As Straw From the Fire (and a brief update)


It’s been far too long since my last update. I’ve been fairly busy since the holidays with work and school. I’m teaching twice a week now at my church, Tuesday morning and Thursday evenings, for our in house Bible school program. It functions as a sort of catechesis/discipleship group and I have a good group of students. The highlight of the past few months was my trip to Princeton to attend the Florovsky Symposium on the Patristic Doctrine of Scripture. There were some amazing lectures and I came away with much to think about in regards to how I read and interpret Scripture. I’ll be graduating from seminary in June with my M.Div and have begun to seriously contemplate my post graduate school plans. I’d appreciate any prayers you may feel inclined to offer. Ok! Back to St. Athanasius and On the Incarnation. (by way of reminder I’m reading and quoting from the V. Rev. Dr. John Behr’s translation published by St. Vladimir’s Seminary Press).

In chapter six, St. Athanasius concluded that it is right for God to not allow human beings to be carried away by corruption because this would not be worthy of his goodness if he did not do so. It is with this in mind that we move to chapter seven. He asks what was God to do in response to human sin? Should he demand repentance? St. Athanasius then notes that repentance can only halt sin, it does not recall human beings from the consequences of the fall. In order to answer this question he writes that since God the Word (Jesus) created the world, then the Word alone is able to recreate the universe, suffer, and intercede for humanity before the Father. He does this in order to make what has been corrupted into something incorruptible. This also saves the consistency of the goodness of God in relation to his creation.

In chapter eight St. Athanasius moves to The Word’s incarnation. Rather than try to summarize, I’ll post a piece of what he says because he says it beautifully, and more completely than, I can.

“For seeing the rational race perishing, and death reigning over them through corruption… and seeing the excessive wickedness of human beings… and seeing the liability of all human beings to death – having mercy upon our race… and condescending to our corruption, and not enduring the dominion of death… he takes for himself a body not foreign to our own.”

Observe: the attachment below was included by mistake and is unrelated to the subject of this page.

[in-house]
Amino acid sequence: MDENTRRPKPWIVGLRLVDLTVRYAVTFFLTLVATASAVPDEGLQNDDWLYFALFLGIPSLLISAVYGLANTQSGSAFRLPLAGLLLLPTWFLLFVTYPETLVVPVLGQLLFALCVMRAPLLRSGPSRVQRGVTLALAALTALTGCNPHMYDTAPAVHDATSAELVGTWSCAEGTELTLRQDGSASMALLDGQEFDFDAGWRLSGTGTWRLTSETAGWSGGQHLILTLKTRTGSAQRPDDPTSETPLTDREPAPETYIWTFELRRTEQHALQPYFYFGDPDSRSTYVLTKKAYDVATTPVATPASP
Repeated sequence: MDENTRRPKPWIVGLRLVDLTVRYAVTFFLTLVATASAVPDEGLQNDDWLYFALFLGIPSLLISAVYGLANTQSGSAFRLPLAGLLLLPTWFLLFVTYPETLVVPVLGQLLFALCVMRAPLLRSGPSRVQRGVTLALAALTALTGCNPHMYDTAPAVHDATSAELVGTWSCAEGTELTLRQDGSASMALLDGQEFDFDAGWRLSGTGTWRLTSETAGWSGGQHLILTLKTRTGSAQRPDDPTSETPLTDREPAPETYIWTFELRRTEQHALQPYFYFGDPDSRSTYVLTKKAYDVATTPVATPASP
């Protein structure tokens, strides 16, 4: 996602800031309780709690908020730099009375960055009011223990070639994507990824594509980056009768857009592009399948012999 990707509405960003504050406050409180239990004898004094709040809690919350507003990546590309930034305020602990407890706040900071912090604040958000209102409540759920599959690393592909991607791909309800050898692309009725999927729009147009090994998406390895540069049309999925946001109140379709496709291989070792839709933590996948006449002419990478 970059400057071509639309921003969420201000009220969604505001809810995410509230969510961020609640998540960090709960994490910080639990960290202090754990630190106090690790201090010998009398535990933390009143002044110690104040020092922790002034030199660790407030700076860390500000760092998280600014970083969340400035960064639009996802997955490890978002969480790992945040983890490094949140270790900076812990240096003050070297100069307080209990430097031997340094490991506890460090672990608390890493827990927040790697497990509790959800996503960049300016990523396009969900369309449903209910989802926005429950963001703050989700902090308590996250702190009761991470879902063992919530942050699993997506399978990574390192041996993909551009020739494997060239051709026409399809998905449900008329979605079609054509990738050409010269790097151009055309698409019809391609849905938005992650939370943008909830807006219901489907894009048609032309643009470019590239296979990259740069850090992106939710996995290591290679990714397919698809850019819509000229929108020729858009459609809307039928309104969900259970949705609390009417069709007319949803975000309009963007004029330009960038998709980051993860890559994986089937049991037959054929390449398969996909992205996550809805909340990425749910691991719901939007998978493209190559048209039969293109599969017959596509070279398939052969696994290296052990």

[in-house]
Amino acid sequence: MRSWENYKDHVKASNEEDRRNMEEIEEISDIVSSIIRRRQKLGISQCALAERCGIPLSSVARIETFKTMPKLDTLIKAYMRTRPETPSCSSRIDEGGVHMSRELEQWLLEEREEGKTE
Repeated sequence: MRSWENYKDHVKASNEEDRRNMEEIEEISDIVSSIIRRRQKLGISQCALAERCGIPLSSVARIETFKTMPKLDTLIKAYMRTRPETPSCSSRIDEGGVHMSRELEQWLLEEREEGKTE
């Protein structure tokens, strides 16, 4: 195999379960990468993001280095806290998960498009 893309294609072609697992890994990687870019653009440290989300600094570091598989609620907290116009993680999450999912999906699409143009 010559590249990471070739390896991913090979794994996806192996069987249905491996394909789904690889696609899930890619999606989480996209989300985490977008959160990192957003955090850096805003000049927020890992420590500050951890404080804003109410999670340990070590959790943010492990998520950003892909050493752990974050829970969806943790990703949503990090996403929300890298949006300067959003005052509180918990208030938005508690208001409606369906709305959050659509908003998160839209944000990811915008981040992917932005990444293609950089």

He comments on how the Word, though being the powerful creator of the universe, took on human flesh through the womb of Mary. He does this so that he can, in his love, offer himself in his incorruptible flesh on behalf of all humanity to the Father so that the law of corruption in all humanity can be undone. And the grace of the resurrection “banishes death from them (humanity) as straw from the fire.”

I like that last quote, namely that God the Word banishes death from us as “straw from the fire.” Fire burns through straw quite quickly and this makes a powerful image about how the work of Christ should burn through us removing all impurities as we turn our hearts towards God. We can only do this because God the Word condescended to humanity first out of his goodness and love for human beings. Because of this we can be healed and freed from our bondage to sin and death. Quite a profound thought and one worth meditating on this week.

(not sure if the fire picture is a stock photo. Found it at


Advent, Incarnation and Saint Athanasius


The season of Advent is nearly here (it already is if you’re Orthodox). I want this Advent season to be a bit different so I have several things lined up. I will be leading my church through an online reading and discussion of the Gospel of St. Luke through December. I’m really looking forward to it and I pray it will be a blessing to everyone involved. The other task I wish to complete this Advent season is to finally read On the Incarnation by Saint Athanasius.

Saint Athanasius wrote On the Incarnation sometime between 335-337, and noted patristic scholar Rev. Dr. John Behr notes that it is the “defining exposition of Nicene theology.” Its importance cannot be overemphasized and it is one of the seminal works of Christian theology. C.S. Lewis wrote a preface to an older edition of the book and in it he wrote, “It has always therefore been one of my main endeavors as a teacher to persuade the young that firsthand knowledge is not only worth more acquiring than secondhand knowledge, but is usually much easier and more delightful to acquire.” As Lewis is a personal hero of mine, whose writings opened my eyes to a wider world of Christian theology beyond charismatic evangelicalism, I will take his words to heart and read it for myself. 

As I read it I will post here some of my thoughts and questions as I interact with the content of this book. It is not long, only 60 pages or so, but it is remarkably deep and I would like to finally jump in the water. Getting ones feet wet may be fun for about five minutes but if one wants to enjoy the sea one must dive in.

(A free online copy can be accessed at the following URL: